HPI, ADHD, ASD... Tests to detect these disorders are increasing

HPI, ADHD, ASD… Tests to detect these disorders are increasing

The welcome message on the answering machine of this Parisian neuropsychologist announces the color: “The next availabilities for a check-up are in December. I invite you to contact me again in November.” We are then… at the end of July. The assessment proposed by the therapist? Tests to assess IQ, language, memory, attention, concentration (read the glossary at the end of the article). The result is the possibility of identifying HPI (high intellectual potential), diagnosing ADHD (hyperactivity), “dys” disorders (dyslexia, dyscalculia, etc.) or even ASD (autism spectrum disorder).

Clinical psychologist specializing in neuropsychology, Anaïs Delaunay rectifies from the outset: “We do not diagnose a HPI, it is not a disease but a mode of functioning different from the others. ADHD or dys are neurodevelopmental disorders. And to clarify: “I do not do the test for the test. If there are no difficulties in daily life, no suffering, I do not offer a balance sheet.” In her office in Chemillé-en-Anjou (Maine-et-Loire), the specialist has noted a real enthusiasm, especially around tests detecting ADHD and HPI, which she explains by better detection.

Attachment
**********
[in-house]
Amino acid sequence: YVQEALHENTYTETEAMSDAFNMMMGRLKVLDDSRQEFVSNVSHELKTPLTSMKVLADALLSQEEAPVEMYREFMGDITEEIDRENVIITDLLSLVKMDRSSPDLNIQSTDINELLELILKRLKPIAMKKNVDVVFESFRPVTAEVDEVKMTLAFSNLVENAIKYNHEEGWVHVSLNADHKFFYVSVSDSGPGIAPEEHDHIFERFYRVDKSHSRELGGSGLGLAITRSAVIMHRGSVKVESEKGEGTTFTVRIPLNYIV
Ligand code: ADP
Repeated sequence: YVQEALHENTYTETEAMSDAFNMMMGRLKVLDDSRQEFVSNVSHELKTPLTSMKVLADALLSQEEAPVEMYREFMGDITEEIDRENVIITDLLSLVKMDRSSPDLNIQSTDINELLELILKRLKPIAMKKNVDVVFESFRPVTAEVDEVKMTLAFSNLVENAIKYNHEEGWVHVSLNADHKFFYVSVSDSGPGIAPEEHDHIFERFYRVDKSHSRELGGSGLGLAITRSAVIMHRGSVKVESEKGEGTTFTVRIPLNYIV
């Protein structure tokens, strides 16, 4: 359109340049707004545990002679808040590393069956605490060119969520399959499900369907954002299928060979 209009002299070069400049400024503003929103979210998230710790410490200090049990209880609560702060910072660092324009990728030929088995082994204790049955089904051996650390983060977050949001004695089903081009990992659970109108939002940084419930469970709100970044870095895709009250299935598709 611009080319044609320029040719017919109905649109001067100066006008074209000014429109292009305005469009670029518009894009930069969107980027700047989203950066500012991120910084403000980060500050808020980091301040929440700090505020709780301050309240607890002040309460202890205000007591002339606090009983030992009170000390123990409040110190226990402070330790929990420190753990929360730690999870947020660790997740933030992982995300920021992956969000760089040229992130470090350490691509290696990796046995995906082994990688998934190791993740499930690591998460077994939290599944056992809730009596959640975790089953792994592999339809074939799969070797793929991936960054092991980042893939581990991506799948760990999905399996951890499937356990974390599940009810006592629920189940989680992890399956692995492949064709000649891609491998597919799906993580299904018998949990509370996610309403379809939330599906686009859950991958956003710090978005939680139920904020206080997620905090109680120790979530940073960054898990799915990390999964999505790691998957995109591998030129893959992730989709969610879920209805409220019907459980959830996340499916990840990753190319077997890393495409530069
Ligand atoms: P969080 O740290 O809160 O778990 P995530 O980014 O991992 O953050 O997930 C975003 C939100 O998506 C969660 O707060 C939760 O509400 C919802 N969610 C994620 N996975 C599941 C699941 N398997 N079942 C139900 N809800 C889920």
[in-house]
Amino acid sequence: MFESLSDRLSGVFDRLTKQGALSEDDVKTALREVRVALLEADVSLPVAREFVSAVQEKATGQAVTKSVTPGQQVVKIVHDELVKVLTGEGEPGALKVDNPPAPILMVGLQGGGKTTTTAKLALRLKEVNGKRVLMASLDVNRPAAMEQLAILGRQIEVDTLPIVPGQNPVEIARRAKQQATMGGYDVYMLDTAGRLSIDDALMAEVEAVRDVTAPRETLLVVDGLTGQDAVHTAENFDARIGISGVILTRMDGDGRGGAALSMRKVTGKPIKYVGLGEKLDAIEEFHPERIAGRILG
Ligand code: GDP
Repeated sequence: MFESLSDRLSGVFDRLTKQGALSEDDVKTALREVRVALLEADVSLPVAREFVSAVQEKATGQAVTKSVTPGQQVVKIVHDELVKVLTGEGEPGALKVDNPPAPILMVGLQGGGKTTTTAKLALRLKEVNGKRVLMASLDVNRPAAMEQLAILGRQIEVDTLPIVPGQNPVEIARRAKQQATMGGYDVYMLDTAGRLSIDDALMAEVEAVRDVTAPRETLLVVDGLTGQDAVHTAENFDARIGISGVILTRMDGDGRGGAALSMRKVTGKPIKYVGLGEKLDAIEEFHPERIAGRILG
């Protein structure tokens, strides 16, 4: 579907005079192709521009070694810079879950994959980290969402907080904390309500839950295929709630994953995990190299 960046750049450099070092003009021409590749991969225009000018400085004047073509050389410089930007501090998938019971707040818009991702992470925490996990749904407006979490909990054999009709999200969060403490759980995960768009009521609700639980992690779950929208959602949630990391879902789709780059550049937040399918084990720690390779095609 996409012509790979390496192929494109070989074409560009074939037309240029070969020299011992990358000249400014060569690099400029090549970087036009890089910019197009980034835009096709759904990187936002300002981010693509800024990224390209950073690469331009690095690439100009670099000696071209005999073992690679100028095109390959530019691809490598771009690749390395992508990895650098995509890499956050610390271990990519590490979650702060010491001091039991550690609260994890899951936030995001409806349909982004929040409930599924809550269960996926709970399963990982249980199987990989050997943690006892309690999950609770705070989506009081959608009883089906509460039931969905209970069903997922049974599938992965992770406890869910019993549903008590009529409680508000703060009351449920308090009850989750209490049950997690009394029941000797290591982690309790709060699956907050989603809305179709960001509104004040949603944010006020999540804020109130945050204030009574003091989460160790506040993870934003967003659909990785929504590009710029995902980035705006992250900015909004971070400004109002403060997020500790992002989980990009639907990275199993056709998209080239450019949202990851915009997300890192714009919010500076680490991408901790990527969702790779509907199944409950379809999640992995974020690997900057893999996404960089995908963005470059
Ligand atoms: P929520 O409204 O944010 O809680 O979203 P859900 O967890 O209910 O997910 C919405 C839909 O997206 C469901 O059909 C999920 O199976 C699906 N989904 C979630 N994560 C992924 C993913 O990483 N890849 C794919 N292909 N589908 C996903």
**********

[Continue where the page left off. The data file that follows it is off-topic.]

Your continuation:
Psychotherapist, doctor of psychology and author of The factory of the gifted (Ed. Dunod), Juliette Pellissier also sees another cause: the evolution of psychology. “With the ebb of psychoanalysis, space has freed up. People are now in search of simplicity. And in an hour and a half, the duration of a test, they can have answers.” Pop culture has also helped popularize these acronyms. Many media are looking into the subject, books are flourishing on the tables of bookstores, the series HPI with Audrey Fleurot as a gifted investigator brings together millions of viewers on TF1, at the launch of its third season. Last May, more than eight million people were posted in front of their screen. On the OCS channel, aspergirl features Nicole Ferroni as a single mother, suffering, like her son, from an ASD. Here and there, we hear more and more parents talking about their “HPI” daughter or their “ADHD” son.

Permanently at odds with others